Assistance of experts
In the 1970s and 1980s in the United States, scientific jury selection—the use of expert assistance to more effectively use peremptory challenges — became more common. The practice has proven controversial because of fears that it gives lawyers the ability to "fix" the jury and enhances the distorting effect of money. However, research indicates that the effect of the practice is modest at best.
Currently, the more generic jury consulting or jury research is increasingly more common as attorneys trying high-stakes cases demand assistance through all parts of the trial process. The still more generic field of trial consulting also contains a myriad of other tools and techniques not directly related to juries.
Jury packing is "illegally or corruptly influencing a jury by making available for jury service persons known to be biased or partial in a particular case to be tried". The term also is applied pejoratively to jury selection procedures which are legal but perceived as unfair. In the nineteenth century, the prosecution had unlimited peremptory challenges in England and Ireland, whereas the defence were limited to six in England or 20 in Ireland. Peter O'Brien as Crown Prosecutor during the Irish Land War was nicknamed "Peter the Packer" by supporters of the Irish Land League. The pool from which a jury panel is selected may not have the same demographics as the general population; until the nineteenth century or later in many jurisdictions, jury service, as with the electoral franchise, was restricted to male property owners.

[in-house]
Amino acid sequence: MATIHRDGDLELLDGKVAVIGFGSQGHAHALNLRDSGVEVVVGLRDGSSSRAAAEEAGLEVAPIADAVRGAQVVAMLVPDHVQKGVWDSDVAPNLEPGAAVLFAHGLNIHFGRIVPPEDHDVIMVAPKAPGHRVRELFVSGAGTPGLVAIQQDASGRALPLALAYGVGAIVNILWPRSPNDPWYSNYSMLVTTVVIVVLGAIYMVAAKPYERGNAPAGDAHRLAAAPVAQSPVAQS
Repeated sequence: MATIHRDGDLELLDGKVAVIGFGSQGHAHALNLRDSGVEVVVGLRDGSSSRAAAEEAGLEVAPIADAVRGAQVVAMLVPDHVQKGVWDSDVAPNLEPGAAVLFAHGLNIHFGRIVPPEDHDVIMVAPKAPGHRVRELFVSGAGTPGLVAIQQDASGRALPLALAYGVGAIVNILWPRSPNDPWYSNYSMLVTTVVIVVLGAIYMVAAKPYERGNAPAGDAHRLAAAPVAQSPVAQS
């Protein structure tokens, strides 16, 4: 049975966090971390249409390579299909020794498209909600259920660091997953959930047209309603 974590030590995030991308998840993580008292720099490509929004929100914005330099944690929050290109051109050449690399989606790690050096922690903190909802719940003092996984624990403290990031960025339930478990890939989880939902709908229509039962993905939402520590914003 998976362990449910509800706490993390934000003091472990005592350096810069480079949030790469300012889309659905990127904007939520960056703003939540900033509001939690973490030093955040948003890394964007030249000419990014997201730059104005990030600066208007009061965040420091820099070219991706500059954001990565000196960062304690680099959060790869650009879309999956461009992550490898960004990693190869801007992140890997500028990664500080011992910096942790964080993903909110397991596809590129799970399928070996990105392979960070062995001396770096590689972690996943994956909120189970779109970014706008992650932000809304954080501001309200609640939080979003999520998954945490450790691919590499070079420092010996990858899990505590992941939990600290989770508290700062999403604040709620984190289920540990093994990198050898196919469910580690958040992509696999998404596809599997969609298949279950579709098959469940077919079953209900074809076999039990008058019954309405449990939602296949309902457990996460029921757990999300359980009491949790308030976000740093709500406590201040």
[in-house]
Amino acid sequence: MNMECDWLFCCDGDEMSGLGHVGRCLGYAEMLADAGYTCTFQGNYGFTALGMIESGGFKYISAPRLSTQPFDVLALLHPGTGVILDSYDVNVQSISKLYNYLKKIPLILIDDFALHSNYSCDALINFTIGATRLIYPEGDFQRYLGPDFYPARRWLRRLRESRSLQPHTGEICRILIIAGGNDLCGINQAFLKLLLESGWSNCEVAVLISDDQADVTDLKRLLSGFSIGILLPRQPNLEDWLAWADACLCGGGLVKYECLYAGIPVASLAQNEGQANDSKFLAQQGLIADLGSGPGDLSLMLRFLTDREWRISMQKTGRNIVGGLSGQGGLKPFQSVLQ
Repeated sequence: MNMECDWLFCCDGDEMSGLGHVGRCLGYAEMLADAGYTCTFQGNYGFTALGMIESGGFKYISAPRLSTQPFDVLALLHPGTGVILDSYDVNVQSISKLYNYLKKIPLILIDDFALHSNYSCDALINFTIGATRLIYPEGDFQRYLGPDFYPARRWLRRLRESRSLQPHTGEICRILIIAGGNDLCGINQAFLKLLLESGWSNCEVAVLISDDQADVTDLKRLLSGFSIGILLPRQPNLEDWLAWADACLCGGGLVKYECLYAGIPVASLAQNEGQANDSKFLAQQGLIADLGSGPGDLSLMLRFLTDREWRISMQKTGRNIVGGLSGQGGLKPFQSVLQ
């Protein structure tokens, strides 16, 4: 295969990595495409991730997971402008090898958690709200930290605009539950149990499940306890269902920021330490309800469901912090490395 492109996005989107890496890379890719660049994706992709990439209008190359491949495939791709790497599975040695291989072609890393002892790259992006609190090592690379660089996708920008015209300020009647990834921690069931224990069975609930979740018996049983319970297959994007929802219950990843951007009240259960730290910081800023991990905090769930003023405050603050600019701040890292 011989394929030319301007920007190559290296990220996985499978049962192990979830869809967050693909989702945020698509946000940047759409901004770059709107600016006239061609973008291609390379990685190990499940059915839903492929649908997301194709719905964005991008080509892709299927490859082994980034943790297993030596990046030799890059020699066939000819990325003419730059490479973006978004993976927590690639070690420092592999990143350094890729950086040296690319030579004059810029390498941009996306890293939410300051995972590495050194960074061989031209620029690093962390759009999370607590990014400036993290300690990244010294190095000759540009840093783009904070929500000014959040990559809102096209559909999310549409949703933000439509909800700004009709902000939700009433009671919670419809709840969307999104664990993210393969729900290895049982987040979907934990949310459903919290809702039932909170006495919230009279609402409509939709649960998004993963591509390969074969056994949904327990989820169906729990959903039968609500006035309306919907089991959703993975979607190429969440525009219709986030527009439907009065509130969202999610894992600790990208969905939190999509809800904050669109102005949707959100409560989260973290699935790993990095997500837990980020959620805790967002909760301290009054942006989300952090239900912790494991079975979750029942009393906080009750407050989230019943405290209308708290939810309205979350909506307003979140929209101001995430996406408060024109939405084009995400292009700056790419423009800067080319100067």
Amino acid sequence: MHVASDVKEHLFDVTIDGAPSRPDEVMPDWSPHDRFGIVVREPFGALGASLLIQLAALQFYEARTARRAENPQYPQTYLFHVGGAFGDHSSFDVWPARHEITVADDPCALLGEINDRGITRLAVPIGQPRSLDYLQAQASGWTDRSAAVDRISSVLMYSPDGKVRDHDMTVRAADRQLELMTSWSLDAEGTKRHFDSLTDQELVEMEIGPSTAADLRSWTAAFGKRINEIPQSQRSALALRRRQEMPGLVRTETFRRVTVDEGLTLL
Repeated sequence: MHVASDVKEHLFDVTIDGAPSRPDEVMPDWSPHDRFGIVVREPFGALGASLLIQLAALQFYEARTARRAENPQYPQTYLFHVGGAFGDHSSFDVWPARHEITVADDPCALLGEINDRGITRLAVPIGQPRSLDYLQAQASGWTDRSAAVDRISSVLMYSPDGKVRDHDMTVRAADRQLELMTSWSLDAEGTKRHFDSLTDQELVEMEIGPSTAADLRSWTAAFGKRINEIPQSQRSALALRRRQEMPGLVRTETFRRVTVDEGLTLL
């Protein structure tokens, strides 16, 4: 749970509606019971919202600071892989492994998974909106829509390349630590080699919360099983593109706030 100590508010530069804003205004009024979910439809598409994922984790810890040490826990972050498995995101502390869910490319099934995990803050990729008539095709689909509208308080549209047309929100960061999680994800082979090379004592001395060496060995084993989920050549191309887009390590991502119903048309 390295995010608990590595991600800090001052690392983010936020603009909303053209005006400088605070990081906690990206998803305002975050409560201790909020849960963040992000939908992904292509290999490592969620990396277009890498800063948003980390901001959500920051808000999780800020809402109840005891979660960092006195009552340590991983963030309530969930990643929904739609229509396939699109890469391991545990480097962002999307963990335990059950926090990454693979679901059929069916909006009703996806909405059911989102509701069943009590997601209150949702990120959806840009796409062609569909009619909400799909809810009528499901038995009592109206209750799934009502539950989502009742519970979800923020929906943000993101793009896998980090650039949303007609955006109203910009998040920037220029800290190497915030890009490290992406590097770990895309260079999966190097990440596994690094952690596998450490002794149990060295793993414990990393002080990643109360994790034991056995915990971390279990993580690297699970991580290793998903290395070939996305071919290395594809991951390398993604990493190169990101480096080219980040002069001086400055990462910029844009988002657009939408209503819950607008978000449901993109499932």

In three studies of legal authoritarianism, attitudes toward psychiatrists, and attitude toward the insanity defense were examined as predictors of conviction-proneness in insanity defense cases. Some experts believe that 85% of cases litigated are won or lost in the jury selection phase.
- The Law: Women, Gimps, Blacks, Hippies Need Not Apply, Time, June 4, 1973
- R v S (S.S.) (1999), 136 CCC (3d) 477 (Ont SCJ)
- Samuel Gross (1996), The Risks of Death: Why Erroneous Convictions Are Common in Capital Cases, 44 Buffalo L. Rev. 469, 494.
- Diamond, Shari Seidman (1989–1990), Scientific Jury Selection: What Social Scientists Know and Do Not Know, 73, Judicature, p. 178
- "Jury-packing". Merriam-Webster. Retrieved 6 April 2018.
- Howlin, Níamh (2009). "Controlling Jury Composition in Nineteenth-Century Ireland" (PDF). The Journal of Legal History. 30 (3): 227–261: fn.152. doi:10.1080/01440360903353955. ISSN 0144-0365.
- Brian L. Cutler, Gary Moran and Douglas J. Narby (June 1992), "Jury selection in insanity defense cases", Journal of Research in Personality, Journal of Research in Personality, 26 (2): 165–182, doi:10.1016/0092-6566(92)90052-6
- Fahringer, Herald Price (1993–1994), Mirror, Mirror on the Wall ...: Body Language, Intuition, and the Art of Jury Selection, 17, Am. J. Trial Advoc., p. 197
- Abramson, Jeffrey B., "We, the jury: the jury system and the ideal of democracy", Harvard University Press, 2000. ISBN 0-674-00430-2
- Fukurai, Hiroshi (1996), "Race, social class, and jury participation: New dimensions for evaluating discrimination in jury service and jury selection", Journal of Criminal Justice, 24 (1): 71–88, doi:10.1016/0047-2352(95)00053-4.